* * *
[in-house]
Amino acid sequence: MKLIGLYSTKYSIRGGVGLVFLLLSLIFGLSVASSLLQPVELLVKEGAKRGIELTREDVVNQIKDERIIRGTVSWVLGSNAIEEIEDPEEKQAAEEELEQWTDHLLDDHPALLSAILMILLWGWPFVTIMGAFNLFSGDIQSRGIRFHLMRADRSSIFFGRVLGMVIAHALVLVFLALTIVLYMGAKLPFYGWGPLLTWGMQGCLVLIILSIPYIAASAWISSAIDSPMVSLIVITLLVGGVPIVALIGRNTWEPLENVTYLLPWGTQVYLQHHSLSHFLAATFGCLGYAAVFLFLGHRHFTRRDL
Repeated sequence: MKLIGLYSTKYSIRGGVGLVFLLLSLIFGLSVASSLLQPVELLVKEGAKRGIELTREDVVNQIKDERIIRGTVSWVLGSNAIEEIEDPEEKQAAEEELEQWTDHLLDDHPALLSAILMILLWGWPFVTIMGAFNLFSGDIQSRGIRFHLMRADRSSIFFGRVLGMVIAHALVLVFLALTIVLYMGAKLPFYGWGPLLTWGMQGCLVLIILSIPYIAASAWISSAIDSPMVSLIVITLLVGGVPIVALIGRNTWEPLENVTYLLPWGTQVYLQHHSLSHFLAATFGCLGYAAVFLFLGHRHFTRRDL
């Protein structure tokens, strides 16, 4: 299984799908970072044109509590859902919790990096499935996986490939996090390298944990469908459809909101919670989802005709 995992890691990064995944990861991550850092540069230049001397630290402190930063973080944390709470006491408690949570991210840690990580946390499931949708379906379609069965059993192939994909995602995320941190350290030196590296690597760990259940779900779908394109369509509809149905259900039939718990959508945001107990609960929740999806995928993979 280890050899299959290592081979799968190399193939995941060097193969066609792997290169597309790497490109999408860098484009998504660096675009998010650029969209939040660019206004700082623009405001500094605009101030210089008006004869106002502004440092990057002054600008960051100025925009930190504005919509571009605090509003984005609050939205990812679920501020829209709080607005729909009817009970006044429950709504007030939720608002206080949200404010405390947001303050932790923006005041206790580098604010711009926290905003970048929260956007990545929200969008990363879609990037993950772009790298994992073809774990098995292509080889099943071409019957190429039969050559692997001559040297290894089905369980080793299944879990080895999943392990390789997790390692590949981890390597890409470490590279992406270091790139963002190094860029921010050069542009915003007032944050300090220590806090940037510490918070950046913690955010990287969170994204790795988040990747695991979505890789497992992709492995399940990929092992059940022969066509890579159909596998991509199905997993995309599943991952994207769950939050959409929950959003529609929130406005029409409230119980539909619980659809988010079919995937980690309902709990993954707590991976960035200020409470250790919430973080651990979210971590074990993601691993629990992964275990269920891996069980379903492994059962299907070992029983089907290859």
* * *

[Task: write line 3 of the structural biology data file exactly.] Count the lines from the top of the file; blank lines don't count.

Repeated sequence: MKLIGLYSTKYSIRGGVGLVFLLLSLIFGLSVASSLLQPVELLVKEGAKRGIELTREDVVNQIKDERIIRGTVSWVLGSNAIEEIEDPEEKQAAEEELEQWTDHLLDDHPALLSAILMILLWGWPFVTIMGAFNLFSGDIQSRGIRFHLMRADRSSIFFGRVLGMVIAHALVLVFLALTIVLYMGAKLPFYGWGPLLTWGMQGCLVLIILSIPYIAASAWISSAIDSPMVSLIVITLLVGGVPIVALIGRNTWEPLENVTYLLPWGTQVYLQHHSLSHFLAATFGCLGYAAVFLFLGHRHFTRRDL